Bi-level optimization problems seek to find a minimizer of an outer objective function constrained to the minimizers set of an inner optimization problem. These problems, both in the convex and non-convex settings, have diverse applications in the fields of machine learning, signal processing and many more. Since these problems inherently don’t satisfy Slater’s condition, exact solutions are mostly difficult to find. Consequently, existing algorithms only focus on approximating them. Most algorithms for bi-level optimization problems are based on regularization techniques, which regularize the outer objective function with the inner objective function in a certain way. Moreover, in the convex setting, all the proposed algorithms provide (if any) a convergence rate result only in terms of the inner objective function, but only under restrictive assumptions such as the outer objective function is smooth and/or strongly convex (except a very recent work that propose a very complicated algorithm).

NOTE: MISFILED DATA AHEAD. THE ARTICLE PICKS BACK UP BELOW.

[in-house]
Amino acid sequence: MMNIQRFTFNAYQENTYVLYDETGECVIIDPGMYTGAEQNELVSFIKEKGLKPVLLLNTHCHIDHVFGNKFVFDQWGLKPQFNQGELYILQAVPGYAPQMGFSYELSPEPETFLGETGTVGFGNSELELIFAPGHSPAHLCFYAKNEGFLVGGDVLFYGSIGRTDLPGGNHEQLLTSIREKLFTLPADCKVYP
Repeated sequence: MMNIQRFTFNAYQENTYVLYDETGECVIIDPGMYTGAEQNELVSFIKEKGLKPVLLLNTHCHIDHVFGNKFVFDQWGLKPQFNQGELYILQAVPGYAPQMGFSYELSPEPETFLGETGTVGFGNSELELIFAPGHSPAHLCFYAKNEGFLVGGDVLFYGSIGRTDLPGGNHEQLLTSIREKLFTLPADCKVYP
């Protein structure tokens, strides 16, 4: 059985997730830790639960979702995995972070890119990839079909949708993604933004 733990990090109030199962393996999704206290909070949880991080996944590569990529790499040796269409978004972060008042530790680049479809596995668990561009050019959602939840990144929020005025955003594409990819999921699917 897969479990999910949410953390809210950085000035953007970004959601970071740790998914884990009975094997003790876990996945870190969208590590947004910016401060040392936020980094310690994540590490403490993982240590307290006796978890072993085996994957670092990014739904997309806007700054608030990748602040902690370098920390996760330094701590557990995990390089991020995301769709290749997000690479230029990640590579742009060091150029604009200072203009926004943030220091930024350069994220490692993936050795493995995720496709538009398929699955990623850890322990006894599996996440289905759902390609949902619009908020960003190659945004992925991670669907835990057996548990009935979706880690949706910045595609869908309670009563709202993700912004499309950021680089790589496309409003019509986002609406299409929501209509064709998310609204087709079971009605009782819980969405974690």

In this thesis, we propose the Bi-Sub-Gradient (Bi-SG) method, which is a generalization of the classical sub-gradient method to the setting of bi-level optimization problems. This is a first-order method that is very easy to implement in the sense that it requires only a computation of the associated proximal mapping or a sub-gradient of the outer objective function, in addition to a proximal gradient step on the inner optimization problem (a step that is shared by many algorithms). We show, under very mild assumptions, that Bi-SG tackles bi-level optimization problems and achieves several theoretical guarantees. First, Bi-SG enjoys sub-linear rates both in terms of the inner and outer objective functions. Moreover, if the outer objective function is additionally strongly convex (could be still non-smooth), the outer rate can be improved to a linear rate. Last, we prove that the distance of the generated sequence to the set of optimal solutions of the bi-level problem converges to zero.
It should be noted that our mild assumptions do not include any differentiablity of the outer objective function nor its strong convexity. For instance, any smooth or Lipschitz continuous outer objective function satisfies the needed assumptions. Finally, we demonstrate Bi-SG’s performances in an extensive numerical comparison.